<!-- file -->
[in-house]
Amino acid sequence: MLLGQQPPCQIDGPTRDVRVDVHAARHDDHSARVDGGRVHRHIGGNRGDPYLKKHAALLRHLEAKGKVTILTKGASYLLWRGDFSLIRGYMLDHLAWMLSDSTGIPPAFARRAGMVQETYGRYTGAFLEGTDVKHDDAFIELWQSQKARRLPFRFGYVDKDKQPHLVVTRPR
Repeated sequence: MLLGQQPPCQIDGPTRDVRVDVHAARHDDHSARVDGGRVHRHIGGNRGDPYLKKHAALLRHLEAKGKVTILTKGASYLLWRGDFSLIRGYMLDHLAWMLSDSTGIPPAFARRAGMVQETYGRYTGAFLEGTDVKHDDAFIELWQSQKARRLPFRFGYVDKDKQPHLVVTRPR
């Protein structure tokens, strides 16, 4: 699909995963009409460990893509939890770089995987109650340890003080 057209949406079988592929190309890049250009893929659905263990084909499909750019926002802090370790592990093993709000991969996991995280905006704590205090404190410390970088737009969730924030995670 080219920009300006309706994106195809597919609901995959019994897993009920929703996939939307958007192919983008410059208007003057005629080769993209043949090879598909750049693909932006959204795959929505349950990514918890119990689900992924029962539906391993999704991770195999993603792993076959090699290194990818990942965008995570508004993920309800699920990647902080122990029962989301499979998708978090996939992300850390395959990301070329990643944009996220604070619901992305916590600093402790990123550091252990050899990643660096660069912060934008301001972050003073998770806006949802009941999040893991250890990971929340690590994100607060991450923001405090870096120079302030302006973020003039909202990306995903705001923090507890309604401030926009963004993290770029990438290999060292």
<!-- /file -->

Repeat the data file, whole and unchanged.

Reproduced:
[in-house]
Amino acid sequence: MLLGQQPPCQIDGPTRDVRVDVHAARHDDHSARVDGGRVHRHIGGNRGDPYLKKHAALLRHLEAKGKVTILTKGASYLLWRGDFSLIRGYMLDHLAWMLSDSTGIPPAFARRAGMVQETYGRYTGAFLEGTDVKHDDAFIELWQSQKARRLPFRFGYVDKDKQPHLVVTRPR
Repeated sequence: MLLGQQPPCQIDGPTRDVRVDVHAARHDDHSARVDGGRVHRHIGGNRGDPYLKKHAALLRHLEAKGKVTILTKGASYLLWRGDFSLIRGYMLDHLAWMLSDSTGIPPAFARRAGMVQETYGRYTGAFLEGTDVKHDDAFIELWQSQKARRLPFRFGYVDKDKQPHLVVTRPR
């Protein structure tokens, strides 16, 4: 699909995963009409460990893509939890770089995987109650340890003080 057209949406079988592929190309890049250009893929659905263990084909499909750019926002802090370790592990093993709000991969996991995280905006704590205090404190410390970088737009969730924030995670 080219920009300006309706994106195809597919609901995959019994897993009920929703996939939307958007192919983008410059208007003057005629080769993209043949090879598909750049693909932006959204795959929505349950990514918890119990689900992924029962539906391993999704991770195999993603792993076959090699290194990818990942965008995570508004993920309800699920990647902080122990029962989301499979998708978090996939992300850390395959990301070329990643944009996220604070619901992305916590600093402790990123550091252990050899990643660096660069912060934008301001972050003073998770806006949802009941999040893991250890990971929340690590994100607060991450923001405090870096120079302030302006973020003039909202990306995903705001923090507890309604401030926009963004993290770029990438290999060292």